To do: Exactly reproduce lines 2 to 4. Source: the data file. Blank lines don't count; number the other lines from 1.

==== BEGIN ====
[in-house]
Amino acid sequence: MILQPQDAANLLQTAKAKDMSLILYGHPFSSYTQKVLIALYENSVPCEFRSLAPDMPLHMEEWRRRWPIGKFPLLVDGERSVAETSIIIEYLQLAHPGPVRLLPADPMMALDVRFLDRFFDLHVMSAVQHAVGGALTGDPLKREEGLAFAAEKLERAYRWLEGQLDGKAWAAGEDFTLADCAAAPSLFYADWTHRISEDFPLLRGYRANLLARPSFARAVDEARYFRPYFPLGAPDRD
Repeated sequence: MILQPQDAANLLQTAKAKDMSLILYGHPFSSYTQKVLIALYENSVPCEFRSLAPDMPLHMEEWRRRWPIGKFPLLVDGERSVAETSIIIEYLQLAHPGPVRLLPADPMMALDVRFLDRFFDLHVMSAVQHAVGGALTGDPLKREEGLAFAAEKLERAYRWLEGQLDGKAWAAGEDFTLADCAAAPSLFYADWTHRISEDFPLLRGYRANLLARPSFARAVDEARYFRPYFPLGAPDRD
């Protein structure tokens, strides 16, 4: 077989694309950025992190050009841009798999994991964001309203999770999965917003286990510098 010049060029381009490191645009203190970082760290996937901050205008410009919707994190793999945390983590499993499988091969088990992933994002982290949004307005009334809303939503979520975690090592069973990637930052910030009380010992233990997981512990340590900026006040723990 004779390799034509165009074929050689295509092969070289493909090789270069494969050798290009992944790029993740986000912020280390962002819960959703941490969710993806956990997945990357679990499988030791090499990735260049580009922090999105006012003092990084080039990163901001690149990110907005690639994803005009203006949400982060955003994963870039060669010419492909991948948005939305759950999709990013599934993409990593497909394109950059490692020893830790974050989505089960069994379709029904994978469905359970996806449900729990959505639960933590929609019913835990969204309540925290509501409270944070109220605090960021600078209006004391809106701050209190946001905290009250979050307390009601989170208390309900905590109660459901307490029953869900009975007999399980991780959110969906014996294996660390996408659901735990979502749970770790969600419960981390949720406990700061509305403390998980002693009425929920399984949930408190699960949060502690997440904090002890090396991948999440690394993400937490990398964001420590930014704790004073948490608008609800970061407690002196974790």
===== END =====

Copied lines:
Amino acid sequence: MILQPQDAANLLQTAKAKDMSLILYGHPFSSYTQKVLIALYENSVPCEFRSLAPDMPLHMEEWRRRWPIGKFPLLVDGERSVAETSIIIEYLQLAHPGPVRLLPADPMMALDVRFLDRFFDLHVMSAVQHAVGGALTGDPLKREEGLAFAAEKLERAYRWLEGQLDGKAWAAGEDFTLADCAAAPSLFYADWTHRISEDFPLLRGYRANLLARPSFARAVDEARYFRPYFPLGAPDRD
Repeated sequence: MILQPQDAANLLQTAKAKDMSLILYGHPFSSYTQKVLIALYENSVPCEFRSLAPDMPLHMEEWRRRWPIGKFPLLVDGERSVAETSIIIEYLQLAHPGPVRLLPADPMMALDVRFLDRFFDLHVMSAVQHAVGGALTGDPLKREEGLAFAAEKLERAYRWLEGQLDGKAWAAGEDFTLADCAAAPSLFYADWTHRISEDFPLLRGYRANLLARPSFARAVDEARYFRPYFPLGAPDRD
């Protein structure tokens, strides 16, 4: 077989694309950025992190050009841009798999994991964001309203999770999965917003286990510098 010049060029381009490191645009203190970082760290996937901050205008410009919707994190793999945390983590499993499988091969088990992933994002982290949004307005009334809303939503979520975690090592069973990637930052910030009380010992233990997981512990340590900026006040723990 004779390799034509165009074929050689295509092969070289493909090789270069494969050798290009992944790029993740986000912020280390962002819960959703941490969710993806956990997945990357679990499988030791090499990735260049580009922090999105006012003092990084080039990163901001690149990110907005690639994803005009203006949400982060955003994963870039060669010419492909991948948005939305759950999709990013599934993409990593497909394109950059490692020893830790974050989505089960069994379709029904994978469905359970996806449900729990959505639960933590929609019913835990969204309540925290509501409270944070109220605090960021600078209006004391809106701050209190946001905290009250979050307390009601989170208390309900905590109660459901307490029953869900009975007999399980991780959110969906014996294996660390996408659901735990979502749970770790969600419960981390949720406990700061509305403390998980002693009425929920399984949930408190699960949060502690997440904090002890090396991948999440690394993400937490990398964001420590930014704790004073948490608008609800970061407690002196974790």